Land-conflict resolution network wins prestigious prize

Colombia, February 15, 2011

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  <span class="field-credit">
    Miguel Samper for Mercy Corps  </span>
    Eliecer Chamarra, 44, representative of the indigenous tribe Embera Tobida discusses a proposed threat to their land with Mercy Corps' Hugo Gomez. The Embera have had trouble protecting their lands ever since their reservation was established in 2001. The government hasn't responded to their complaints. Mercy Corps is training them and neighboring communities in an alternative conflict-resolution process, which will also help the Embera fight a proposed highway that would split their land in two. Photo: Miguel Samper for Mercy Corps

Our efforts at peacefully resolving violent land conflicts in Guatemala and Colombia have won a prestigious $50,000 prize from the Omidyar Network and Ashoka Changemakers.

Our Red Tierras (Land Network) initiative was announced today as one of three winners of the Property Rights: Identity, Dignity & Opportunity for All competition. Prize money totaling US$50,000 will be applied toward its solution to connect local stakeholders to find lasting solutions to violent land conflict. This global online challenge, led by Omidyar Network and Ashoka Changemakers, recognizes innovators that are enhancing access to land rights for the world’s poor and marginalized populations.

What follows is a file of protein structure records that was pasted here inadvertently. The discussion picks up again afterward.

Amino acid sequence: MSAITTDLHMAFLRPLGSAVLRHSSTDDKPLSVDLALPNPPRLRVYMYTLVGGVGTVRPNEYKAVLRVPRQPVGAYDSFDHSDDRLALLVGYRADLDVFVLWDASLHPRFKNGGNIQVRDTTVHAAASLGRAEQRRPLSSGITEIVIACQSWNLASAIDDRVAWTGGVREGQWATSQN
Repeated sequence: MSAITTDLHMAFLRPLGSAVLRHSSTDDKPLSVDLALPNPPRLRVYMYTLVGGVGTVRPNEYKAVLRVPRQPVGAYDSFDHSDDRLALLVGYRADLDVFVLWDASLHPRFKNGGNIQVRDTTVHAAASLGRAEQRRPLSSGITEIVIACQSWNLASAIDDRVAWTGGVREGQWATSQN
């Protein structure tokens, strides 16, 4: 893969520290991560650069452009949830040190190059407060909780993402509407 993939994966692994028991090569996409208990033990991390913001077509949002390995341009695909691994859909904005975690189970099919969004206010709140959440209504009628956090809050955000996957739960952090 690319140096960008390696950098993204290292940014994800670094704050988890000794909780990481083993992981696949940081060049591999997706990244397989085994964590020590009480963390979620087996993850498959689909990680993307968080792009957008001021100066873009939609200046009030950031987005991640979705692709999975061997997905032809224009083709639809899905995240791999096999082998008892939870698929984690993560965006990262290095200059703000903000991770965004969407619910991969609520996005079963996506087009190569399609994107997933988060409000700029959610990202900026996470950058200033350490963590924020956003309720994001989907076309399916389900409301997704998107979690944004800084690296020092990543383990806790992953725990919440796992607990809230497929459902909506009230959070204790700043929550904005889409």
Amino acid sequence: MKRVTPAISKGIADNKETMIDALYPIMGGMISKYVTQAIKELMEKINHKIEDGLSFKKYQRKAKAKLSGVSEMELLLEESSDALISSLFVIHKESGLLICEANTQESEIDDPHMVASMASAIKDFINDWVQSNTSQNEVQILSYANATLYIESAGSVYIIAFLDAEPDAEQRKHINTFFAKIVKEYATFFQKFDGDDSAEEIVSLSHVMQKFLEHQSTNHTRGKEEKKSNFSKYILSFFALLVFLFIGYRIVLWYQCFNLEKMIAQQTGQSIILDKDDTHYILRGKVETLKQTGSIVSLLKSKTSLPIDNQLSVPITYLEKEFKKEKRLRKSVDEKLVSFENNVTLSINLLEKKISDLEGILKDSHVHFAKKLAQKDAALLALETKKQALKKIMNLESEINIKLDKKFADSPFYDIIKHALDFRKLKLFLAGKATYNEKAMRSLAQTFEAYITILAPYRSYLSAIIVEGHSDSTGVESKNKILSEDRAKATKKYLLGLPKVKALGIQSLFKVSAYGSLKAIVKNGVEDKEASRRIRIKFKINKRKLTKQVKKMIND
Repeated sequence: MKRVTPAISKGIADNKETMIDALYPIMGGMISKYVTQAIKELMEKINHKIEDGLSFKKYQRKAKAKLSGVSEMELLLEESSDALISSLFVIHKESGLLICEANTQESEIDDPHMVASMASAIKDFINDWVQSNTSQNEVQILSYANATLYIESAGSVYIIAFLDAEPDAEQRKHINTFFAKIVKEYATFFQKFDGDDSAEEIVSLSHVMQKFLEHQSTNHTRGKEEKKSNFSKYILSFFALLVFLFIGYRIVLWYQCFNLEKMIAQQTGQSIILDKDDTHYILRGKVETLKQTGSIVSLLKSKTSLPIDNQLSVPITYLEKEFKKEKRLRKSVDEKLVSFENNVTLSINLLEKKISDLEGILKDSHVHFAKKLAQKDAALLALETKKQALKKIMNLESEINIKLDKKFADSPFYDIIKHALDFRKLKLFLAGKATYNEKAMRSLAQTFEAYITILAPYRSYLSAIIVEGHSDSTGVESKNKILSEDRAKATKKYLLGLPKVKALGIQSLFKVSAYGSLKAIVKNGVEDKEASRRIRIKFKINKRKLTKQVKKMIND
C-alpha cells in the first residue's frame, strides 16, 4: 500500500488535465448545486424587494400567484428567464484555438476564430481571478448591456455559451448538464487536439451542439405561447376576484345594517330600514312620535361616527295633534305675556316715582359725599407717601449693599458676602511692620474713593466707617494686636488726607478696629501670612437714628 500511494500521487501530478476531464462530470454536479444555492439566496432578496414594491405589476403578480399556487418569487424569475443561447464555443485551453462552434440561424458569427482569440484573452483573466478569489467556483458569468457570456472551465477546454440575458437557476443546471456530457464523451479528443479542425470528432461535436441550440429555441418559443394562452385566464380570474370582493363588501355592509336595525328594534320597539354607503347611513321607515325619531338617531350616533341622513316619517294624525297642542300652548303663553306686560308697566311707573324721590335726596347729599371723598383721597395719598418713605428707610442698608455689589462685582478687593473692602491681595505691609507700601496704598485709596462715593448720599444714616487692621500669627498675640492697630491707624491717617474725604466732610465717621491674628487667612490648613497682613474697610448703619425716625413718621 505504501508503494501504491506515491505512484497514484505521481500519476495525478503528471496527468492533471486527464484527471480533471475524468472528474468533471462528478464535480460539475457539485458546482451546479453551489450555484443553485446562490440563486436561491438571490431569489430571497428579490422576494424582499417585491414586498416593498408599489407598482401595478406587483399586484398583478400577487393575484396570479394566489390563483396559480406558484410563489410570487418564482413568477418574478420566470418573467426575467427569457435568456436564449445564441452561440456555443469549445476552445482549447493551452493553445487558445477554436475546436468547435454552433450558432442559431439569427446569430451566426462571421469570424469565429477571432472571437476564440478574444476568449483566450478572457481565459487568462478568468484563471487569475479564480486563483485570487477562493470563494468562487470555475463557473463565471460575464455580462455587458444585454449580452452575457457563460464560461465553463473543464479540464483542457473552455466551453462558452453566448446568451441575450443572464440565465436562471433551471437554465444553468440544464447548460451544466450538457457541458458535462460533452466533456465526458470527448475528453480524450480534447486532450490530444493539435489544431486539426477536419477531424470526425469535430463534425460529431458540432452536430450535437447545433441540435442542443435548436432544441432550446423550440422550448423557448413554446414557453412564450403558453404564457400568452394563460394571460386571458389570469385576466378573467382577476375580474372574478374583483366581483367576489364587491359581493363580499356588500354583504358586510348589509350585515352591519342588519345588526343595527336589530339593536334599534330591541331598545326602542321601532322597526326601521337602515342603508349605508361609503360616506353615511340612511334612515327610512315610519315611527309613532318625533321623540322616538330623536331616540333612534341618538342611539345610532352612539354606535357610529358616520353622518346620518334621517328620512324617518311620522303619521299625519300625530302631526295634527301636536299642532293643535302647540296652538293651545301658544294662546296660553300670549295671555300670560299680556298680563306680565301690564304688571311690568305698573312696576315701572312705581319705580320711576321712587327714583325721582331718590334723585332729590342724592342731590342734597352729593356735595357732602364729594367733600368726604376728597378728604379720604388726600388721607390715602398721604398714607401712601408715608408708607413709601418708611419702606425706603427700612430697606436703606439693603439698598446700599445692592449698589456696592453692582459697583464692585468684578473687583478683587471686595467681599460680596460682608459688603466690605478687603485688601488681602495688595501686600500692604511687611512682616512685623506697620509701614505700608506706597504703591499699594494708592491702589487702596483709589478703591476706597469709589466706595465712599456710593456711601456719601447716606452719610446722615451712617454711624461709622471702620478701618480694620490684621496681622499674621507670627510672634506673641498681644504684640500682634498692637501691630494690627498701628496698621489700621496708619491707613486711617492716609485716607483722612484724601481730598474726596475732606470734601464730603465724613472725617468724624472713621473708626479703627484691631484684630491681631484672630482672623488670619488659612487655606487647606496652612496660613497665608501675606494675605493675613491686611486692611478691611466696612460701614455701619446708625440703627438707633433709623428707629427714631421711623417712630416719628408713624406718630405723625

Red Tierras is a dynamic network that connects local stakeholders seeking lasting solutions to violent land conflict in Colombia. In the pursuit of solutions to conflict over land, Red Tierras brings together land rights practitioners from marginalized communities, citizen sector organizations, and government agencies from across Latin America to replicate best practices and share lessons learned about land conflict resolution, agrarian reform, and sustainable natural resource management.

Network activities include onsite cross-visits and are evolving into a broader network that will include a virtual platform: To date, the Red Tierras program has resolved more than 290 land disputes, and secured land tenure for more than 25,000 indigenous families in Guatemala.

A total of 211 entries were submitted to the competition from 47 countries by some of the most forward-thinking leaders in property rights. The winners receive both a financial prize and access to a broader network of leaders, helping them to grow this important field.